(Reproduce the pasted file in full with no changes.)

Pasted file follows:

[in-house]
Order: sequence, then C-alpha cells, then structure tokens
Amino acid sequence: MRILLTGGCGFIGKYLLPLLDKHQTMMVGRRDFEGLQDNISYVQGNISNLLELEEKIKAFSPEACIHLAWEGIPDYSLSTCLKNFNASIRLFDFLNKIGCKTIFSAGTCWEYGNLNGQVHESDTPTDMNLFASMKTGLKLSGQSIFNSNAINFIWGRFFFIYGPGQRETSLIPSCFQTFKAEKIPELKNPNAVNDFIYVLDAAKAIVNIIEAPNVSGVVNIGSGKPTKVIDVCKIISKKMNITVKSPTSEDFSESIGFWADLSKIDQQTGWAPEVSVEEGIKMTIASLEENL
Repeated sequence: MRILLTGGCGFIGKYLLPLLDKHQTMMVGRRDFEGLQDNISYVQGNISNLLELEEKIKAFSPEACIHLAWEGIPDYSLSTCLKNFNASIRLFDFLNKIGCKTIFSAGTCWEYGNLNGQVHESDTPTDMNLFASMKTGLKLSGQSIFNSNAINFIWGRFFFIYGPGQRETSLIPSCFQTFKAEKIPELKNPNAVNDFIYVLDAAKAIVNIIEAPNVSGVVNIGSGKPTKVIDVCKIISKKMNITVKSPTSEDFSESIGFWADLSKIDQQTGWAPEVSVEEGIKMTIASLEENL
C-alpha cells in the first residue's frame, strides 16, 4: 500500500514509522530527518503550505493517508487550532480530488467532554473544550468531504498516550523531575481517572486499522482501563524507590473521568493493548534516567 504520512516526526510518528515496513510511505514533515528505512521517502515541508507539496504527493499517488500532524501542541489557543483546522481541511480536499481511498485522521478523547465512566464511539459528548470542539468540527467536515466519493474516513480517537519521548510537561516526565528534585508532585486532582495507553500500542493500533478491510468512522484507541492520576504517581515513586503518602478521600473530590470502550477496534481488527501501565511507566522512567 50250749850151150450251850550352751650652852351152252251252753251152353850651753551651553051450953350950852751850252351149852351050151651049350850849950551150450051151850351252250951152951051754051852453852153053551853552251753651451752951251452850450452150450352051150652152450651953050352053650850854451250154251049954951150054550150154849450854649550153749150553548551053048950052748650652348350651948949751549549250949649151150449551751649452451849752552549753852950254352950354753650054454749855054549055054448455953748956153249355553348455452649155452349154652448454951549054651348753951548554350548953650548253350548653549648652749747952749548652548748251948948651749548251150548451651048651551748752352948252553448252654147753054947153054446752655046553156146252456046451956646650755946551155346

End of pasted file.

[in-house]
Order: sequence, then C-alpha cells, then structure tokens
Amino acid sequence: MRILLTGGCGFIGKYLLPLLDKHQTMMVGRRDFEGLQDNISYVQGNISNLLELEEKIKAFSPEACIHLAWEGIPDYSLSTCLKNFNASIRLFDFLNKIGCKTIFSAGTCWEYGNLNGQVHESDTPTDMNLFASMKTGLKLSGQSIFNSNAINFIWGRFFFIYGPGQRETSLIPSCFQTFKAEKIPELKNPNAVNDFIYVLDAAKAIVNIIEAPNVSGVVNIGSGKPTKVIDVCKIISKKMNITVKSPTSEDFSESIGFWADLSKIDQQTGWAPEVSVEEGIKMTIASLEENL
Repeated sequence: MRILLTGGCGFIGKYLLPLLDKHQTMMVGRRDFEGLQDNISYVQGNISNLLELEEKIKAFSPEACIHLAWEGIPDYSLSTCLKNFNASIRLFDFLNKIGCKTIFSAGTCWEYGNLNGQVHESDTPTDMNLFASMKTGLKLSGQSIFNSNAINFIWGRFFFIYGPGQRETSLIPSCFQTFKAEKIPELKNPNAVNDFIYVLDAAKAIVNIIEAPNVSGVVNIGSGKPTKVIDVCKIISKKMNITVKSPTSEDFSESIGFWADLSKIDQQTGWAPEVSVEEGIKMTIASLEENL
C-alpha cells in the first residue's frame, strides 16, 4: 500500500514509522530527518503550505493517508487550532480530488467532554473544550468531504498516550523531575481517572486499522482501563524507590473521568493493548534516567 504520512516526526510518528515496513510511505514533515528505512521517502515541508507539496504527493499517488500532524501542541489557543483546522481541511480536499481511498485522521478523547465512566464511539459528548470542539468540527467536515466519493474516513480517537519521548510537561516526565528534585508532585486532582495507553500500542493500533478491510468512522484507541492520576504517581515513586503518602478521600473530590470502550477496534481488527501501565511507566522512567 50250749850151150450251850550352751650652852351152252251252753251152353850651753551651553051450953350950852751850252351149852351050151651049350850849950551150450051151850351252250951152951051754051852453852153053551853552251753651451752951251452850450452150450352051150652152450651953050352053650850854451250154251049954951150054550150154849450854649550153749150553548551053048950052748650652348350651948949751549549250949649151150449551751649452451849752552549753852950254352950354753650054454749855054549055054448455953748956153249355553348455452649155452349154652448454951549054651348753951548554350548953650548253350548653549648652749747952749548652548748251948948651749548251150548451651048651551748752352948252553448252654147753054947153054446752655046553156146252456046451956646650755946551155346